2022 was one of the worst years in the past 50 for the stock market in general, and for my stocks in particular. There are multiple ways to look at it. On the one hand I’m mortified that stocks that I selected have declined precipitously not only impacting my personal investment portfolio but also those of you who have acted on my recommendations. On the other hand, I believe this creates a unique opportunity to invest in some great companies at prices I believe are extremely compelling.
What went wrong for my stock picks in 2022? I have always pointed out that I am not amongst the best at forecasting the market as a whole but have been very strong at selecting great companies which over the long term (5 years or more) typically have solid stock appreciation if their operating performance is consistently good. But even great company’s stock performance can be heavily impacted in any given year by market conditions. Two key drivers of negative market conditions in 2022 were the huge spike in inflation coupled by the Fed raising rates to battle it. Inflation peaked at 9.1% in 2022. To put this in perspective, in the 9 years from 2012 to 2020, inflation was between 0.12% and 2.44% with 6 of the years below 2.0%. It began to increase in 2021 (up to 4.7%) but many thought this was temporary due to easing of the pandemic. When the rate kept increasing in the first half of 2022 the Feds began to act aggressively. A primary weapon is increasing the Fed Rate which they did 7 times in 2022 with the total increase of 4.25% being the largest amount in 27 years.
When rates increase the market tends to decline and high growth stocks decline even faster. So, the big question in 2023 is whether the expected additional rate increases projected at just under 1% for the year (which theoretically is built into current share prices) is enough for The Fed. In November, inflation was down to 7.11% and decreased further in December to 6.45%. If inflation continues to ease, The Fed can keep rate hikes in line with or below their stated target and market conditions should improve.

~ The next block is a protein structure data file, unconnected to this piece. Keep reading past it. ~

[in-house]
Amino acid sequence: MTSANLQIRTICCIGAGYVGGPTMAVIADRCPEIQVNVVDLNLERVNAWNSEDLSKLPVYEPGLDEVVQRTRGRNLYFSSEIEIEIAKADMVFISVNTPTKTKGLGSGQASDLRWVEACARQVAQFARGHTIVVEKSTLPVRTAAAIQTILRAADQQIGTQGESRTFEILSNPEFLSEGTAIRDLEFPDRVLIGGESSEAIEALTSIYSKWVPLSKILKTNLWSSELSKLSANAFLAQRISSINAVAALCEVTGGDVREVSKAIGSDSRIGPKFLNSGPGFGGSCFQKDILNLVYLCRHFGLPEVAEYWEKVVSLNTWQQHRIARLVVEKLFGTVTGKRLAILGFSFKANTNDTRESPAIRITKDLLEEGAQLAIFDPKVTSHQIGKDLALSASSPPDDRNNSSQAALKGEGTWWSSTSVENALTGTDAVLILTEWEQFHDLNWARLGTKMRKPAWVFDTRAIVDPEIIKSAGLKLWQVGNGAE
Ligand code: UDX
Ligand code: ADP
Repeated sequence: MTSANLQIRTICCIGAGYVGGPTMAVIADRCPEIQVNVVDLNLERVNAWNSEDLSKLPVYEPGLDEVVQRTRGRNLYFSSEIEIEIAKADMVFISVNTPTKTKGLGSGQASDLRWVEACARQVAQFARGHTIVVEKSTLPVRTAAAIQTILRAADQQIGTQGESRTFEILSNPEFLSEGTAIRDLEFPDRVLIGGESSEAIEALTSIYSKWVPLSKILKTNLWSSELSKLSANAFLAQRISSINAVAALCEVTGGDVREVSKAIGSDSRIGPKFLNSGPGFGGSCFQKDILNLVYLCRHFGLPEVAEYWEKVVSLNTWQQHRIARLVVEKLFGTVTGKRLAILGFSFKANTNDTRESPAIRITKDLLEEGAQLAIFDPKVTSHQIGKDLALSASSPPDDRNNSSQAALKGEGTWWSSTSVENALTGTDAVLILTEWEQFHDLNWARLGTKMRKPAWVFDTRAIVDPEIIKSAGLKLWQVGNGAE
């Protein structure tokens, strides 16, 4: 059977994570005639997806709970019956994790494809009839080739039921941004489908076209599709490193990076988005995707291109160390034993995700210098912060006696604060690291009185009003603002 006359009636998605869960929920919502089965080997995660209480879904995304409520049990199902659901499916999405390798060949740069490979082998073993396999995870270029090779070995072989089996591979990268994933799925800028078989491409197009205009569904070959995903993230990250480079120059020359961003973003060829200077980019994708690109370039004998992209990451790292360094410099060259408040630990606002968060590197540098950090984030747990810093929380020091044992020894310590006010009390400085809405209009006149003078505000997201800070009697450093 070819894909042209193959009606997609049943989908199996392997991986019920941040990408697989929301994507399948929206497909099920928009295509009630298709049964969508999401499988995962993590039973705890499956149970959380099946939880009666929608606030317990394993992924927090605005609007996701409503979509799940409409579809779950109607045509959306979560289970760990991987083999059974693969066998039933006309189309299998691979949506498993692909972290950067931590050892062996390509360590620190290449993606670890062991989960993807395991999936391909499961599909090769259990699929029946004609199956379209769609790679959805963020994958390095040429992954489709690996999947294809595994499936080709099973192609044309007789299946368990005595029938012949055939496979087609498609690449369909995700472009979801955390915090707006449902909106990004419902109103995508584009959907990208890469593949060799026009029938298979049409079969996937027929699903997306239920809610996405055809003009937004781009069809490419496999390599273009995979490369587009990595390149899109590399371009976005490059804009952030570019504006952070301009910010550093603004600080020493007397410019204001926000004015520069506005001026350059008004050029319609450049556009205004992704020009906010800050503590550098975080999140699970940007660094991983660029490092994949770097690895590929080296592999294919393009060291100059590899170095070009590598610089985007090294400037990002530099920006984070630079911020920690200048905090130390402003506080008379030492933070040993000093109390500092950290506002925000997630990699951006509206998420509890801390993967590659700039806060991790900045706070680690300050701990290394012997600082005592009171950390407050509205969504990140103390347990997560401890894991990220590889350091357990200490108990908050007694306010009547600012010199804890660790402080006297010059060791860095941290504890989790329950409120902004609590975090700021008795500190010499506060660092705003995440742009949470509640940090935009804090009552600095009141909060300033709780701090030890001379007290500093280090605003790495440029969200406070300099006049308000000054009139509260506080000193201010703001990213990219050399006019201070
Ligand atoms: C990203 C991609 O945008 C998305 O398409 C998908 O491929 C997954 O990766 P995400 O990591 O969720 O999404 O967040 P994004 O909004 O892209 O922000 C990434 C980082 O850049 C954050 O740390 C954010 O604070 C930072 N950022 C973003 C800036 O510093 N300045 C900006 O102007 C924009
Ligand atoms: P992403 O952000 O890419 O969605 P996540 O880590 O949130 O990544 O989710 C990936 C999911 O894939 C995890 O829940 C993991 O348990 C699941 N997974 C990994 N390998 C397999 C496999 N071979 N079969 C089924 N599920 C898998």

Of course, there is another issue for bears to jump on – the potential for a recession. That is why the December labor report was comforting. Jobs growth remained solid but not overly strong growing at 247,000 for the prior three months. This was substantially lower then where it had been at the end of 2021 (637,000 in Q4). While jobs growth of this amount might lead to wage growth of substance, the growth in December was a fairly normal 0.3%. If this persists, the theory is that inflation will moderate further. Additionally, more and more companies are announcing layoffs, particularly in the Tech sector.
I pointed out above that I am not a great forecaster of economics or of the market as a whole so the above discussion may not mean inflation moderates further, or that Fed Rate hikes stay below a one percent total in 2023, or that we avoid a deep recession – all of which could be further negatives for the market. But given where stocks now sit, I expect strong upside performance from those I recommend below.
I also want to mention that given the deep decline in the market, 2022 was extremely busy for me and the decline in blogs produced has been one of the consequences. I’ll try to be better in 2023! I am going to publish the recap of 2022 picks after the new Top Ten blog is out. Suffice it to say the recap will be of a significant miss for the stocks portion of the forecast, but that means (at least to me) that there is now an opportunity to build a portfolio around great companies at opportune pricing (of course I also thought that a year ago).
Starting in mid-2021 the Tech sector has taken a beating as inflation, potential interest rate spikes, the Russian threat to the Ukraine (followed by an invasion), a Covid jump due to Omicron and supply chain issues all have contributed to fear, especially regarding high multiple stocks. What is interesting is that the company performance of those I like continues to be stellar, but their stocks are not reflecting that.
For 2023, the 6 stocks I’m recommending are Tesla(TSLA), Amazon (AMZN), CrowdStrike (CRWD), Shopify (SHOP), Data Dog (DDOG) and The Trade Desk (TTD). The latter two replace Zoom and DocuSign. While I have removed Zoom and DocuSign from this year’s list, I still expect them to appreciate but their growth rates are substantially below their replacements.
In the introduction to my picks last year, I pointed out that over time share appreciation tends to correlate to revenue growth. This clearly did not occur over in the last 12 months or the last 24 months as illustrated in Table 1.